The fight at LZ Hereford was part of Operation Crazy Horse, which began on May 15, 1966, to "find, fix and destroy" the enemy force. (U.S. Army Heritage and Education Center)
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Soldiers shield themselves as best they can from dirt and debris stirred up by a Huey squeezing into the tight, one-ship landing zone around noon. The pilot touches down and two officers jump from the helicopter and land in a large mud puddle. One GI chuckles, pokes his buddy and laughs quietly at the officers in fresh jungle fatigues, stamping the mud off their polished boots. A dirty, unshaven captain greets them wearing torn jungle fatigues and mud-covered boots, toting an M-16.

The trio moves to the edge of the landing zone where towering elephant grass offers a bit of protection from the early afternoon sun. The major unfolds a map and the three begin discussing a mission. Within minutes there is strong disagreement over the plan. Lieutenant Colonel Rutland Beard, commander of the 1st Battalion, 12th Cavalry (Airborne), 1st Cavalry Division (Airmobile) and his operations officer, Major William Roll, are insisting that Captain Don Warren, Charlie Company commander, leave his 20-man mortar platoon alone on Landing Zone Hereford to provide fire support to Warren’s company as it moves down the steep precipice toward the valley below.

Warren is equally insistent on keeping at least one rifle squad behind to provide security: “Sir, my mortar platoon is down to half-strength because of malaria and has only M-16s and a couple of M-79s. If I leave behind a rifle squad, they will have at least one machine gun for security.”

Beard tells Warren that the mortar platoon will be on the hill for less than an hour before it will be lifted out and taken to another LZ. Warren’s eyes lock on Beard’s, “Anything could happen in an hour, sir.” Irritated at Warren’s near insubordination, Beard warns: “Captain, if you don’t do as I order, you will be in more trouble than you can imagine. Is that understood?” Warren hesitates a moment before answering tersely: “Yes sir, colonel. Will that be all, sir?” Beard indicates yes, and Warren spins on his heels and walks over to his rifle platoon leaders to pass on the orders. Beard takes a sideward glance at Roll, shakes his head and turns toward his helicopter.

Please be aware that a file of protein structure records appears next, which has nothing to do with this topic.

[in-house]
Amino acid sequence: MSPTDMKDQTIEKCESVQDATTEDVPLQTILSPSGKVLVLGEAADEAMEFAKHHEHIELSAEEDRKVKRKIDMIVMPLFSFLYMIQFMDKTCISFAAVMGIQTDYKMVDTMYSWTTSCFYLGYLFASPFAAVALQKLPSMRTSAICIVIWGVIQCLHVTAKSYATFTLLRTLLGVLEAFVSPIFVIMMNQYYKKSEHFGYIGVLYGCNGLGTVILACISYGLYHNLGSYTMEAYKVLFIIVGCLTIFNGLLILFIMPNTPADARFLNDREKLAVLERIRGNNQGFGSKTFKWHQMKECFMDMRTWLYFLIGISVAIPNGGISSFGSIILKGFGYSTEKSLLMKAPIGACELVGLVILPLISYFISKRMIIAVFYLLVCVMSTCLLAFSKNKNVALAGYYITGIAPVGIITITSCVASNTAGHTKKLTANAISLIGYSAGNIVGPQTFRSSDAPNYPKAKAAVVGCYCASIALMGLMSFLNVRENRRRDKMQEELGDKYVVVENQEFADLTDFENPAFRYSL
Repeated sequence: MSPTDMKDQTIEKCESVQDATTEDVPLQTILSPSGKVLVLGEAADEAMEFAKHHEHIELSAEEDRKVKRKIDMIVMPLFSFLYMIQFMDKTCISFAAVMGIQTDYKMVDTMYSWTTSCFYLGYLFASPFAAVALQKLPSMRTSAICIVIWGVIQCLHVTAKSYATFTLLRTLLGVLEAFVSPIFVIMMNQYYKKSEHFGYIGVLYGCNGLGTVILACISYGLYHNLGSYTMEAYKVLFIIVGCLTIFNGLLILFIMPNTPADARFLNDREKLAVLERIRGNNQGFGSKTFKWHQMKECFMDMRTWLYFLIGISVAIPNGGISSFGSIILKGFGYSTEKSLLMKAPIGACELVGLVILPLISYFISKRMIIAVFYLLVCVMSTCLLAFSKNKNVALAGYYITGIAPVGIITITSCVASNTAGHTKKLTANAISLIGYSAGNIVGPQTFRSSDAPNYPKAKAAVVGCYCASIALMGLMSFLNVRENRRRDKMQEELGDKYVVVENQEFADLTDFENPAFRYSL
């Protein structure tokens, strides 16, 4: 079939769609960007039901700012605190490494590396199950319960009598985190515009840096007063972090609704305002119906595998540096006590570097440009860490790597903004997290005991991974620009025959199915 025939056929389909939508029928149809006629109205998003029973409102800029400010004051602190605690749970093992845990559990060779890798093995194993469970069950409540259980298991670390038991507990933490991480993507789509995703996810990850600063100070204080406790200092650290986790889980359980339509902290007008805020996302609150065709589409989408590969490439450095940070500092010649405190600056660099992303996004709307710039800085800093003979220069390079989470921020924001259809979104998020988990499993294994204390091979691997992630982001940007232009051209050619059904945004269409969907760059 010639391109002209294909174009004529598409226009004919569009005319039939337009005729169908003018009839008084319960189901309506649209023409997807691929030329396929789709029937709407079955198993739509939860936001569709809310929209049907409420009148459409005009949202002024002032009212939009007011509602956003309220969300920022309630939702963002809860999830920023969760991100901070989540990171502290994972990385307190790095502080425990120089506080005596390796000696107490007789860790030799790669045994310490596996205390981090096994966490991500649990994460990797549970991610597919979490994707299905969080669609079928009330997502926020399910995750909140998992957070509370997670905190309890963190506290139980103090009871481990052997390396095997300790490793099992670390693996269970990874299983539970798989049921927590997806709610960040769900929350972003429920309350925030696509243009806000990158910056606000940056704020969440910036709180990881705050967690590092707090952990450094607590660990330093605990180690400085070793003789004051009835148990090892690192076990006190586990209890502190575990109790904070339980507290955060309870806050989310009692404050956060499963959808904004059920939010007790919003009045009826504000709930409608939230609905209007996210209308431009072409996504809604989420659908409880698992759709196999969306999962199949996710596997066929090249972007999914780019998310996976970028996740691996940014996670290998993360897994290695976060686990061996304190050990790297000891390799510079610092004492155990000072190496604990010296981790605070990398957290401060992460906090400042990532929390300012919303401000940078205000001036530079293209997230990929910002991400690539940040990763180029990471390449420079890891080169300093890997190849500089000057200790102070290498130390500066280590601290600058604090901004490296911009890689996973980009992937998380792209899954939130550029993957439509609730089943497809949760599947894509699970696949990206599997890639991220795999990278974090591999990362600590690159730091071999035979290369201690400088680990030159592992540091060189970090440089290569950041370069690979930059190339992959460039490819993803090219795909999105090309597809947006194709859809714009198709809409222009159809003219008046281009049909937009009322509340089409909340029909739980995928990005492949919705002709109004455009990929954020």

Concerned For His Men’s Safety

Warren has every reason for concern about the safety of his understrength mortar platoon. Hereford’s topography makes it nearly impossible for even a fully armed rifle company to defend it from a determined enemy. It is a small saddle 165 yards long by 45 yards wide that is partially encircled by tall elephant grass. Beyond the elephant grass, it is completely surrounded by a rugged, unforgiving landscape, the most hostile being the steep, razorback ridgeline reaching northeast toward a towering mountain nearly 1,000 feet high. At the base of the ridge, Hereford’s northern boundary begins sloping gently downhill to the landing zone’s southern edge.

At the southeast rim of the perimeter is a sheer drop over a rocky precipice. The northwest limit of the perimeter is a steep, rock-faced, vine-covered drop-off into the valley. Completing Hereford’s narrow boundaries is a large, craggy, brush-covered hill on its western margin. With all its tactical shortcomings, however, Hereford is the only suitable landing zone within miles of a large enemy buildup in the untamed wilderness of central Binh Dinh Province.

Hereford was also the center of fierce fighting that began seven days earlier on May 15, 1966. When word of that battle filtered down to the 1st Cavalry leaders, they decided the next day to conduct a major operation in the area. The 1st Brigade, under the command of Colonel John Hennessey, was ordered to deploy its three battalions to “find, fix and destroy” the enemy force. The operation was named Crazy Horse. In the days since then, above Hereford on the ridge, the Americans had been waging fierce and costly combat against the 9th NVA Regiment and the 97th VC Regiment.

Sitting on the edge of his foxhole on LZ Hereford, Staff Sgt. Robert Kirby watches as Captain Warren leads three platoons from his rifle company off the mountain and down a steep slope in search of the enemy. When the last man disappears over the rim, Kirby checks his watch. It is 1:40 p.m. In less than 45 minutes, his mortar platoon is to be airlifted off Hereford to LZ Savoy, where it will continue providing fire support for Charlie Company.

Tasked to occupy a company-size defensive perimeter with only 19 men, Kirby figured the best way to do this was to form a U-shaped defense and place two men into every third foxhole. This, however, left the top of the horseshoe open.

Spread Too Thin